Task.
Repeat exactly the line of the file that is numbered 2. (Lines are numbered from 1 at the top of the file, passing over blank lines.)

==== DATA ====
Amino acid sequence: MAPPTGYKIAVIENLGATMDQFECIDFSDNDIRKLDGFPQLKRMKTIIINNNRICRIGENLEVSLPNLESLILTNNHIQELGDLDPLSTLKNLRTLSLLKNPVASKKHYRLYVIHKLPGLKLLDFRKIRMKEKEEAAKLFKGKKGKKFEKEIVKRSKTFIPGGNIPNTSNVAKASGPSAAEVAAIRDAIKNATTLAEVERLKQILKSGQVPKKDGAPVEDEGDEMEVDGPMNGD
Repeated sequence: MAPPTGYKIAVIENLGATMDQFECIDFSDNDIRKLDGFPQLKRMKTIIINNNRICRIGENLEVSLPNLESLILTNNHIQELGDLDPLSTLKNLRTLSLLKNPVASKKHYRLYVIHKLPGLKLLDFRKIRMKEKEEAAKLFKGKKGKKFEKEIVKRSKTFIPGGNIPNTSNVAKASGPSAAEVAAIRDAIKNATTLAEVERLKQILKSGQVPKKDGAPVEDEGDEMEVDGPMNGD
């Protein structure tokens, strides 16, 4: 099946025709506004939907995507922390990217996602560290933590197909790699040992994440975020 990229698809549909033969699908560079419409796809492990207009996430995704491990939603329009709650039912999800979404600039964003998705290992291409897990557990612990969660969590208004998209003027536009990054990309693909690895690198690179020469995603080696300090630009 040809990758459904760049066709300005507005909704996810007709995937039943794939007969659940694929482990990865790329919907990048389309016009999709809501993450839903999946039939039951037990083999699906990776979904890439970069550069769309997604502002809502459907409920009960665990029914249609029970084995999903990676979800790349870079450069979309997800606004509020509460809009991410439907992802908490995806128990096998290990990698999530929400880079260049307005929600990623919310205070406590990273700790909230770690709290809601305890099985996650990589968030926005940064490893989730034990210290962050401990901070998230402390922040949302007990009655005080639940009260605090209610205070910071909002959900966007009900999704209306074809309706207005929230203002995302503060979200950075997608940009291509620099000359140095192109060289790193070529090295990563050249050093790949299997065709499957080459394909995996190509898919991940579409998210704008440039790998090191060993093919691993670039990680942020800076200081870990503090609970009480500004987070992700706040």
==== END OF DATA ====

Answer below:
Repeated sequence: MAPPTGYKIAVIENLGATMDQFECIDFSDNDIRKLDGFPQLKRMKTIIINNNRICRIGENLEVSLPNLESLILTNNHIQELGDLDPLSTLKNLRTLSLLKNPVASKKHYRLYVIHKLPGLKLLDFRKIRMKEKEEAAKLFKGKKGKKFEKEIVKRSKTFIPGGNIPNTSNVAKASGPSAAEVAAIRDAIKNATTLAEVERLKQILKSGQVPKKDGAPVEDEGDEMEVDGPMNGD